Jump to content
Sam0207

hard chains

Recommended Posts

firstly thank you to this group for pointing me in the right direction in the past, i am always keen to learn as i go along.

 

I sharpen quite a lot of different peoples saws (or show them how to sharpen their own) and recently, on 2 occasions, i have come across chains that i cannot sharpen with a file, they are just too hard. I suspect they have been sharpened with a power tool previously and i am wondering if that has somehow re-hardened the cutter into something that my files, even a new file, cannot get in to?

 

i don't think that these are extra hard chains, they look standard enough to my eye however they are both makes i have never heard of before. the one in question at the moment has no manufacturers name but 3 joining rings stamped on it that slightly resemble the Olympic games logo. Any thoughts would be greatly appreciated to expand on my knowledge.

 

Sam

  • Like 1

Share this post


Link to post
Share on other sites

Well, I’m guessing they’ve been run blunt and have ‘work hardened’


Ie. The metal has changed temper because of the heat.

 

Chuck them away.

Edited by Mick Dempsey
  • Like 3

Share this post


Link to post
Share on other sites
2 minutes ago, Mick Dempsey said:

Well, I’m guessing they’ve been run blunt and have ‘work hardened’


Ie. The metal has change temper because of the heat.

 

Chuck them away.

This . You can get past the work hardened edge but it takes a lot of effort and you will loose fair proportion of the cutter . As Mick says , bin 'em .

  • Like 2

Share this post


Link to post
Share on other sites

If they are carbide tipped, you can't sharpen that with steel.

If you've got a proper bench grinder you can take the teeth back behind the hardened crap to soft metal.

Or as I find it's only one or two teeth on a huge chain I just grind them off.

 

  • Like 3

Share this post


Link to post
Share on other sites

A while ago one of my 4ft chains for the 880 got overheated when it found some metal. It was a fairly new chain, so didn't want to chuck it away. As Rough Hewn suggests, I took it to out local Stihl agent who I have a good working relationship with. They touched it enough with the grinder to remove the hardened edge, but gently enough not to overheat it again. I then finished the sharpening with a file.

If the chain had been more than half way through its life I might have binned it.

 

  • Like 2

Share this post


Link to post
Share on other sites

ChainS are carbon steel, which gives a sharper edge ( and keeps it longer than stainless steel -ask any butcher which blade he prefers ) but it will harden when heated too much. K

  • Like 2

Share this post


Link to post
Share on other sites
7 minutes ago, Khriss said:

ChainS are carbon steel, which gives a sharper edge ( and keeps it longer than stainless steel -ask any butcher which blade he prefers ) but it will harden when heated too much. K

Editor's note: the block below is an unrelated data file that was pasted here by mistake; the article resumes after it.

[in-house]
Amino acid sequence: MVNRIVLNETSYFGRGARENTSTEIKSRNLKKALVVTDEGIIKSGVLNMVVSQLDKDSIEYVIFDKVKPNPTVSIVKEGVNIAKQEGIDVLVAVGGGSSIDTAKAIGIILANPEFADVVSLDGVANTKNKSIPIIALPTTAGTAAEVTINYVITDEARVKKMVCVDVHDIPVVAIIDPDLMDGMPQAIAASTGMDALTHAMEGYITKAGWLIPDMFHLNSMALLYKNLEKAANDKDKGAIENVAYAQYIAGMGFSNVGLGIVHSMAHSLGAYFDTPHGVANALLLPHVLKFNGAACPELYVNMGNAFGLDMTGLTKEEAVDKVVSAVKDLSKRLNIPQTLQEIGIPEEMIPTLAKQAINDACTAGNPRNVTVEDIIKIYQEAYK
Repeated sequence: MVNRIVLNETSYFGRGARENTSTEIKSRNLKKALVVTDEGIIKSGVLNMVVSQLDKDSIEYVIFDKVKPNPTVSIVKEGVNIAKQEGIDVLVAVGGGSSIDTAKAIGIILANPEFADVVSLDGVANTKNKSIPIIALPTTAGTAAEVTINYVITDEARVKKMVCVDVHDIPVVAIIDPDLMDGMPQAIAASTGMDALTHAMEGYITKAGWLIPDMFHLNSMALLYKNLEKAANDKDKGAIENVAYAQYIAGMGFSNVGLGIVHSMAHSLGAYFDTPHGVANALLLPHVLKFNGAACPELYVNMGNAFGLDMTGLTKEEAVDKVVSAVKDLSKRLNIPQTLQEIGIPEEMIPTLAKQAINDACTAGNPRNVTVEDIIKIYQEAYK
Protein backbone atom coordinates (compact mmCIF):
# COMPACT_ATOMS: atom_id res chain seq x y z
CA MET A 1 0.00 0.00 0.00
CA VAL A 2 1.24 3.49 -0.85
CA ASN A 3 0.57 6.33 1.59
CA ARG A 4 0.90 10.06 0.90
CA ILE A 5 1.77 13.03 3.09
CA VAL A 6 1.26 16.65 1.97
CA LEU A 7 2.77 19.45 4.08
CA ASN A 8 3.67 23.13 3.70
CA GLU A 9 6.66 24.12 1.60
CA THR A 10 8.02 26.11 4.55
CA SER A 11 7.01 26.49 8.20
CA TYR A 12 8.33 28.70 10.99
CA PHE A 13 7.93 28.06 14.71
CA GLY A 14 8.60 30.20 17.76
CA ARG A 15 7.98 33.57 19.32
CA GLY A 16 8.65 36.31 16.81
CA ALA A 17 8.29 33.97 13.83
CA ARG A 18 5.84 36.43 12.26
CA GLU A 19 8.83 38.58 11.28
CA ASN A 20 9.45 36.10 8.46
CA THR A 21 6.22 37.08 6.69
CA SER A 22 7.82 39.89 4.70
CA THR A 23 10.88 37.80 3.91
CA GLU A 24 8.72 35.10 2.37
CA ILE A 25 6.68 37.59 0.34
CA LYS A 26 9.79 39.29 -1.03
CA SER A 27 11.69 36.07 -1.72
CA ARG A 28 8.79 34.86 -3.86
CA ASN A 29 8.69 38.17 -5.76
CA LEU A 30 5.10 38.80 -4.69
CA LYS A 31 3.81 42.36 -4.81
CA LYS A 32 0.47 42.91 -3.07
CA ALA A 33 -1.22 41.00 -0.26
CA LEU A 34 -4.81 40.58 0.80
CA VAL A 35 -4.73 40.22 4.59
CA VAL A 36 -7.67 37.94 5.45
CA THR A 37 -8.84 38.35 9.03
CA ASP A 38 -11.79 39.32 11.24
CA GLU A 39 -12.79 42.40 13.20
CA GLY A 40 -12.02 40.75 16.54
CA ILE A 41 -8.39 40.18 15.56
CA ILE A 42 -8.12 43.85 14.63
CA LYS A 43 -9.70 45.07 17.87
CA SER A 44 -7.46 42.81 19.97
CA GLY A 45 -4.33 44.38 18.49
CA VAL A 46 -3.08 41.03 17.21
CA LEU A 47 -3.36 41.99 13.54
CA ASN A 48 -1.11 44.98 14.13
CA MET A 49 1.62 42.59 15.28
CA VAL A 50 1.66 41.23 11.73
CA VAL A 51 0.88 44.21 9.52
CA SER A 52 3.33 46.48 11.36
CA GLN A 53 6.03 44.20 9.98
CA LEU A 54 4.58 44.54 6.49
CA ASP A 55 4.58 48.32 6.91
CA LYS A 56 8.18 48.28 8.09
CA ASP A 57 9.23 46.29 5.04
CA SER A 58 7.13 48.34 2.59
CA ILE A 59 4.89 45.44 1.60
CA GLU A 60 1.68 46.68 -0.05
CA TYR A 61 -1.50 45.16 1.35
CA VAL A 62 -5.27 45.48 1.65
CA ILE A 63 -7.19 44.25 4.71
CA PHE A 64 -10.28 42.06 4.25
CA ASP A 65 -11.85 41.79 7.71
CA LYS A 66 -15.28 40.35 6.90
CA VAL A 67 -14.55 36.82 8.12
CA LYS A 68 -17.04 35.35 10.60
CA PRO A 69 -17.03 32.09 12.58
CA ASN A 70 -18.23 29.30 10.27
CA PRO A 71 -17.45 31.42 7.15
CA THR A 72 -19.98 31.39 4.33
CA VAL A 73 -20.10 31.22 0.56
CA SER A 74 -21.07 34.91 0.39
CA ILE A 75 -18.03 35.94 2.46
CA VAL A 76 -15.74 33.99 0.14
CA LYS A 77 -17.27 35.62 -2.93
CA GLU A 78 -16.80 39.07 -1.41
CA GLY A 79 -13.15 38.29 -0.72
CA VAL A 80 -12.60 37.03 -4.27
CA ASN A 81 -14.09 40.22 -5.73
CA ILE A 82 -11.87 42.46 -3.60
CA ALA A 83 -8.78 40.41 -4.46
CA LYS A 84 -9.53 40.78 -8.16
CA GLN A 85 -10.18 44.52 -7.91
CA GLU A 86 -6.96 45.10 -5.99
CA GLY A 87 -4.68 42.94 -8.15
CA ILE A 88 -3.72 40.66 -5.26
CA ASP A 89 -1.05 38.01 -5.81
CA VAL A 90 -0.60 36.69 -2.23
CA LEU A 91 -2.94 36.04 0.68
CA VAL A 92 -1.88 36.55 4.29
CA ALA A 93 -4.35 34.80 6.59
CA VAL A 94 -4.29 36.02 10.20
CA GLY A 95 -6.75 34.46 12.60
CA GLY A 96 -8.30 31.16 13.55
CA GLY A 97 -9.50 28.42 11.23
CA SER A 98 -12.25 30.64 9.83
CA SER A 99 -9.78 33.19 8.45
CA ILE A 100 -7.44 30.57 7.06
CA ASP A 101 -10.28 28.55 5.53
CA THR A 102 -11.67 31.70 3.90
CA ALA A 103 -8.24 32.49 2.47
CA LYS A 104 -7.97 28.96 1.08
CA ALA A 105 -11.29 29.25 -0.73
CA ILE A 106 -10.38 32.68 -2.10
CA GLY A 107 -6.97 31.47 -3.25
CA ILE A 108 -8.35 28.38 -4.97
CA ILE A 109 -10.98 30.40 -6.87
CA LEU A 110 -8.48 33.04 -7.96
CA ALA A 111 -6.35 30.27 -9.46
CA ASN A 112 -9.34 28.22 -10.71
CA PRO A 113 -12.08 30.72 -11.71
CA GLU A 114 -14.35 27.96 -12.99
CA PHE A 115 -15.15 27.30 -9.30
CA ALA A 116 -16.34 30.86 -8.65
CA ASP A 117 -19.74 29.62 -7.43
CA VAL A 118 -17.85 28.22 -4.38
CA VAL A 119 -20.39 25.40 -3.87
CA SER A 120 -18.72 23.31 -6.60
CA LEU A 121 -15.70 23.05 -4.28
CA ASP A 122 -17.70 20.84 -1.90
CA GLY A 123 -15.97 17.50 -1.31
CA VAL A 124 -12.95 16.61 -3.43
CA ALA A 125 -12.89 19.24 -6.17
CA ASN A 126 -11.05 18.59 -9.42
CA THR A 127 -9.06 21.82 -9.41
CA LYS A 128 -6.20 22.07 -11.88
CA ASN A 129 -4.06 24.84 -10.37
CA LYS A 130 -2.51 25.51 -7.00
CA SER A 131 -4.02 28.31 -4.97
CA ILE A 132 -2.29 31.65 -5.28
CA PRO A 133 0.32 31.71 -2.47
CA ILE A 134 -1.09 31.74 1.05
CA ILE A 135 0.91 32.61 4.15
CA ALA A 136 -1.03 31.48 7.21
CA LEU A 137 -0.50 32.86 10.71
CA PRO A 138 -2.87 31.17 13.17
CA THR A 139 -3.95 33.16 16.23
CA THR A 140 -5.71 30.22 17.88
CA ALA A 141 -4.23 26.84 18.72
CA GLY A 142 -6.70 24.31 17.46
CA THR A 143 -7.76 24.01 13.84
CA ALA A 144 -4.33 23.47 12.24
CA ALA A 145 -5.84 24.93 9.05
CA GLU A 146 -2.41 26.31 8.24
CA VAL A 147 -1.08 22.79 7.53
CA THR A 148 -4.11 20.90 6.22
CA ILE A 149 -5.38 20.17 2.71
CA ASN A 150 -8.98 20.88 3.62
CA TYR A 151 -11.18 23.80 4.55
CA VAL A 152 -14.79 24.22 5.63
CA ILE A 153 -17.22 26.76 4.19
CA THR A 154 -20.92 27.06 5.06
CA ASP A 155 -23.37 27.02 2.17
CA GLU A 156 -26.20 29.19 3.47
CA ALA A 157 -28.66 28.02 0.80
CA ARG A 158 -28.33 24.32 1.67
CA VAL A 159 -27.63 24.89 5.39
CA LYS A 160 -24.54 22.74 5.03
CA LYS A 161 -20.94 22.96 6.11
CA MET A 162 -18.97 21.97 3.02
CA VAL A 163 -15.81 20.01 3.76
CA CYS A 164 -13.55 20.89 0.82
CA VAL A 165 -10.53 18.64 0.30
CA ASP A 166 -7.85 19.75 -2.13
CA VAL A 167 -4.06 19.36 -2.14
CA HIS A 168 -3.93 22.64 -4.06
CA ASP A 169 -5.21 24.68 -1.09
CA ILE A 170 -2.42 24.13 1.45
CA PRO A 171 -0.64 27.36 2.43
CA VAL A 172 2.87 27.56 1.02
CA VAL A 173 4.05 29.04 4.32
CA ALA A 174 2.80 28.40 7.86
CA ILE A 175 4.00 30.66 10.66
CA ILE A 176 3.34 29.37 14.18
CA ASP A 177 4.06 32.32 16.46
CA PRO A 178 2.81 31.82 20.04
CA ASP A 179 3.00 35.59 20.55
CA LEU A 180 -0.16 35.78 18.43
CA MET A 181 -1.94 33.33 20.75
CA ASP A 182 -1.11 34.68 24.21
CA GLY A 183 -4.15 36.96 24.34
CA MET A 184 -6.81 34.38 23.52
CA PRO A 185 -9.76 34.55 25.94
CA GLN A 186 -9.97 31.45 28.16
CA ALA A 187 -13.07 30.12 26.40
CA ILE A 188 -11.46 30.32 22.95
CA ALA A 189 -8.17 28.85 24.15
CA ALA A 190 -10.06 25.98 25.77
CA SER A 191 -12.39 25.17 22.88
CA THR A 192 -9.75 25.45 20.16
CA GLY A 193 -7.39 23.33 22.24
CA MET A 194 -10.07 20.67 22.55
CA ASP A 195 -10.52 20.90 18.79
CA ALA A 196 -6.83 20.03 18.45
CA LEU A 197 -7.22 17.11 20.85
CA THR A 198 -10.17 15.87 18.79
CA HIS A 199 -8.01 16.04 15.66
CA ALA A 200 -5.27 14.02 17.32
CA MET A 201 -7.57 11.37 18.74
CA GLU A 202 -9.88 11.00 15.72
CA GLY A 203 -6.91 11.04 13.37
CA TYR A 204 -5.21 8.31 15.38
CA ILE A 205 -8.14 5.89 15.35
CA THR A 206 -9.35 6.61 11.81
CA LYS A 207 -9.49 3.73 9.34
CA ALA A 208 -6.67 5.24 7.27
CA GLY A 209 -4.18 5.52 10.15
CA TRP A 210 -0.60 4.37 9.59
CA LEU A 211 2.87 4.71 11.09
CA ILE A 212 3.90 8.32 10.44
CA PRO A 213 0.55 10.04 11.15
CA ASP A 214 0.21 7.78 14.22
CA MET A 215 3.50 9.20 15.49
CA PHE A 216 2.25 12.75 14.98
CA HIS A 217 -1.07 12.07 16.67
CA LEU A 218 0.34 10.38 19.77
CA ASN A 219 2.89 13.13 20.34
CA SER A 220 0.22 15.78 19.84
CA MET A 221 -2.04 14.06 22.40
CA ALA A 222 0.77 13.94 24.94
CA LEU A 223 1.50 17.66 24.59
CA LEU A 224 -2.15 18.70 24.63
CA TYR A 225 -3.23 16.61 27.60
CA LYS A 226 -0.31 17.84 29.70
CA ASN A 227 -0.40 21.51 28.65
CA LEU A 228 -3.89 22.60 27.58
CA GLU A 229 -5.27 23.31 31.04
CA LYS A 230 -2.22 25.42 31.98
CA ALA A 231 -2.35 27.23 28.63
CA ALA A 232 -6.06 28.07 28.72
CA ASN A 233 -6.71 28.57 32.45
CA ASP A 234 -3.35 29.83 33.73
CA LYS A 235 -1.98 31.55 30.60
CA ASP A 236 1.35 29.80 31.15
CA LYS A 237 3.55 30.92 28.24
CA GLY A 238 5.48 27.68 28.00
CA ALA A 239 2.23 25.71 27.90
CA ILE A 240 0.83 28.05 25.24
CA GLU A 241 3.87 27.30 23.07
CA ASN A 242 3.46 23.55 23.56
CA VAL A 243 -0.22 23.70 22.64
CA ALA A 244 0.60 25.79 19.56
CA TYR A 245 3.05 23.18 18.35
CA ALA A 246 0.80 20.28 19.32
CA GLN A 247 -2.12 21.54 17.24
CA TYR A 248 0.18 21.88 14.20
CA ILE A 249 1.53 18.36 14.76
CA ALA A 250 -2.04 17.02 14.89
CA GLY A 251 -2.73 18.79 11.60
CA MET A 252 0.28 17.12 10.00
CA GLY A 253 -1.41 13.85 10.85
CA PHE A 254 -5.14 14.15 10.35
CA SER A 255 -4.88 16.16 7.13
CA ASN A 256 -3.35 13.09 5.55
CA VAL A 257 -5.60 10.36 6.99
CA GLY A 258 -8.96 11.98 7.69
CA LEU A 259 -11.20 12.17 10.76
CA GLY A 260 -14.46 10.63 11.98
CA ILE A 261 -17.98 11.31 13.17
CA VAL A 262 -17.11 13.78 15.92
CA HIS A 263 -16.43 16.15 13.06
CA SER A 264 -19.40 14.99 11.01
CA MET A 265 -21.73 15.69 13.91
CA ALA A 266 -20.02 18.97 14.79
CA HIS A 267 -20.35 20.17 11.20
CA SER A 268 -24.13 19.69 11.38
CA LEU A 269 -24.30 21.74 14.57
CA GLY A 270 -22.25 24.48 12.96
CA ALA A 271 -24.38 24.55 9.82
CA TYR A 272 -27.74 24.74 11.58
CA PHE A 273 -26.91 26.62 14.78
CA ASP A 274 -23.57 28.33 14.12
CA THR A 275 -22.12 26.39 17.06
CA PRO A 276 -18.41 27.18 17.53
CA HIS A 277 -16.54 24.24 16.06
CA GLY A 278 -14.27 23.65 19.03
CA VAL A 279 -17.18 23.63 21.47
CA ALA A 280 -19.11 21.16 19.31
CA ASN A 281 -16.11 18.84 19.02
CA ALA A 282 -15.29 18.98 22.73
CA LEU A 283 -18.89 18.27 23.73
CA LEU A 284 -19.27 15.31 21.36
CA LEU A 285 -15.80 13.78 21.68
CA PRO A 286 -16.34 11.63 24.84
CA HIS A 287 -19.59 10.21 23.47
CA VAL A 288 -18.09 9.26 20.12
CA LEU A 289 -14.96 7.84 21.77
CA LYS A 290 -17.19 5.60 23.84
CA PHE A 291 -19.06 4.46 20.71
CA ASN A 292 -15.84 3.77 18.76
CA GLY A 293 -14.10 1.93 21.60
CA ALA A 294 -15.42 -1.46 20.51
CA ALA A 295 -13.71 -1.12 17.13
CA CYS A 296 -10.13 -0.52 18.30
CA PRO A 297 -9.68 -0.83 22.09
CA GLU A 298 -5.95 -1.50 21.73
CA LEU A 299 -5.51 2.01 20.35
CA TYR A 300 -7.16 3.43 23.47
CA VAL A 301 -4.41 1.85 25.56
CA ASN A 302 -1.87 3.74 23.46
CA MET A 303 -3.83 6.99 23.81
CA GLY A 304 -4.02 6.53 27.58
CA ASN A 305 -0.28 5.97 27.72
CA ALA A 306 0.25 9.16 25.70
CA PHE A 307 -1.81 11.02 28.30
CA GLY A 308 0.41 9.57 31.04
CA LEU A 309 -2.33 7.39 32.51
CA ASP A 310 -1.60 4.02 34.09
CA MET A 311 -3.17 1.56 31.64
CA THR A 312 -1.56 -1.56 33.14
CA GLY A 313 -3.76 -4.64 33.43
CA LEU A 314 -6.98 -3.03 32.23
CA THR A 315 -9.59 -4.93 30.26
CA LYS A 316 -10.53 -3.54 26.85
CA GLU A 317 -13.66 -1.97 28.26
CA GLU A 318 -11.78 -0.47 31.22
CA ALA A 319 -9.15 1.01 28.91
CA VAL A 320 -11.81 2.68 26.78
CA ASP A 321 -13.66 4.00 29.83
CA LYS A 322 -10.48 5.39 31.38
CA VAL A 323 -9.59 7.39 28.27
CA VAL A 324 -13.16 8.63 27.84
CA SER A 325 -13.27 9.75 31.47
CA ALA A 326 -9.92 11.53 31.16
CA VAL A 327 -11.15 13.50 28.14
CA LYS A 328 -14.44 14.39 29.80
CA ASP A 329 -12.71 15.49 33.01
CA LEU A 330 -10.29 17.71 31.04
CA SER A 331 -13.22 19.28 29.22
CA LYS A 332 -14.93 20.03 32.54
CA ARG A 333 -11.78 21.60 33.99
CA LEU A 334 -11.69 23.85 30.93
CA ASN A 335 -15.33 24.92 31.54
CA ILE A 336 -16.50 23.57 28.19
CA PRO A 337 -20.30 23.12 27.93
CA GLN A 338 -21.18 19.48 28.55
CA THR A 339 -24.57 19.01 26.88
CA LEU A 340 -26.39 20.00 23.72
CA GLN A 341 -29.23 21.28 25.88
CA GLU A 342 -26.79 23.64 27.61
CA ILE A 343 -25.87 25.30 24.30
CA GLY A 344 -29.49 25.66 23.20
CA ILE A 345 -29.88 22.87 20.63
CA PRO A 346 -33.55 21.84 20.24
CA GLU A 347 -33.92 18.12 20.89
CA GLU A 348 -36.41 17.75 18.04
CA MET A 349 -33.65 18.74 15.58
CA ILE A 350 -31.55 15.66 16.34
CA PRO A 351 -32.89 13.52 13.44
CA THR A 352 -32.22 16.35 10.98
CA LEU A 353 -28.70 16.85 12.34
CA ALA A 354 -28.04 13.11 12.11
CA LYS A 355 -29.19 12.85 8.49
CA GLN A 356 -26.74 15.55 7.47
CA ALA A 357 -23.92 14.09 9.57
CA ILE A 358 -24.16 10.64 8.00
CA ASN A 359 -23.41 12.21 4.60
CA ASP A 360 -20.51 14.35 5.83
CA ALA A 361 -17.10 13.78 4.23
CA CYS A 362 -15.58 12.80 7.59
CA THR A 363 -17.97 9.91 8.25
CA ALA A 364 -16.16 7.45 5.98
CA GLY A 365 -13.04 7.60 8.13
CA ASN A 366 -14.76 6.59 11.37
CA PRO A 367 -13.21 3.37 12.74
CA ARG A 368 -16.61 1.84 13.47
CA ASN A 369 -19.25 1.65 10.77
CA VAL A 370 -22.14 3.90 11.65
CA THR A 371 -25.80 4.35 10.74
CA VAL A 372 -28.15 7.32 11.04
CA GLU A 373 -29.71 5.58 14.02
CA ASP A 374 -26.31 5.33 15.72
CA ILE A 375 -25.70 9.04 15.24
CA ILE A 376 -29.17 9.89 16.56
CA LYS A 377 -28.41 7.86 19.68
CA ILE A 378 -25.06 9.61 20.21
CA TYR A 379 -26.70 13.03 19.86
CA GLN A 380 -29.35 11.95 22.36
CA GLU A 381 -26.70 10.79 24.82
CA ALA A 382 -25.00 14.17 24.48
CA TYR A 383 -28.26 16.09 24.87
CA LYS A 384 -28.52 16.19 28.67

Soften surely, unless quenched after the heating, with natural slow cooling after heat, that would be tempering, or annealing.

Btw, I understand "work hardening" to be due to "hammering", or repeated mechanical stress cycles, not due to heat.

From memories of Copper work in school, peening, or planishing, then required annealing to soften the copper.

Edited by difflock
  • Like 3

Share this post


Link to post
Share on other sites
Just now, difflock said:

Soften surely, unless quenched after the heating?

Doesn't seem to  😯 air quenching is enuff. Tiny parts cool faster . Gentle with yr grinder is best, I use cutting grade discs as they softer / larger grit and remove more metal without cooking the tooth. The pink honing disc is harder / finer grit which IS best ( in the right hands ) k

Share this post


Link to post
Share on other sites

Join the conversation

You can post now and register later. If you have an account, sign in now to post with your account.
Note: Your post will require moderator approval before it will be visible.

Guest
Reply to this topic...

×   Pasted as rich text.   Paste as plain text instead

  Only 75 emoji are allowed.

×   Your link has been automatically embedded.   Display as a link instead

×   Your previous content has been restored.   Clear editor

×   You cannot paste images directly. Upload or insert images from URL.


  • Featured Adverts

About

Arbtalk.co.uk is a hub for the arboriculture industry in the UK.  
If you're just starting out and you need business, equipment, tech or training support you're in the right place.  If you've done it, made it, got a van load of oily t-shirts and have decided to give something back by sharing your knowledge or wisdom,  then you're welcome too.
If you would like to contribute to making this industry more effective and safe then welcome.
Just like a living tree, it'll always be a work in progress.
Please have a look around, sign up, share and contribute the best you have.

See you inside.

The Arbtalk Team

Follow us

×
×
  • Create New...

Important Information

We have placed cookies on your device to help make this website better. You can adjust your cookie settings, otherwise we'll assume you're okay to continue.